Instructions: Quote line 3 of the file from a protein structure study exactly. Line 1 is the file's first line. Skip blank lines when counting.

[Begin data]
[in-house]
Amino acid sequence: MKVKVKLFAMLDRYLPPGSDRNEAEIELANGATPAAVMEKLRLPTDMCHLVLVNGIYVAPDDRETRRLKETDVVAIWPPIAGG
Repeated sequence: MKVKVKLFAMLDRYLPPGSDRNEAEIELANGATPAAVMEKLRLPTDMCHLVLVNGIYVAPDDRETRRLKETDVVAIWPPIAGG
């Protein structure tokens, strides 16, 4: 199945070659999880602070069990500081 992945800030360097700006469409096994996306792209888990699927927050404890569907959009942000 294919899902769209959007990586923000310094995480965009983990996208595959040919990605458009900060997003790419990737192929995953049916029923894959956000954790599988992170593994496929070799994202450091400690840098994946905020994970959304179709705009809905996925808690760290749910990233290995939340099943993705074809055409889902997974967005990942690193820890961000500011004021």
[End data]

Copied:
Repeated sequence: MKVKVKLFAMLDRYLPPGSDRNEAEIELANGATPAAVMEKLRLPTDMCHLVLVNGIYVAPDDRETRRLKETDVVAIWPPIAGG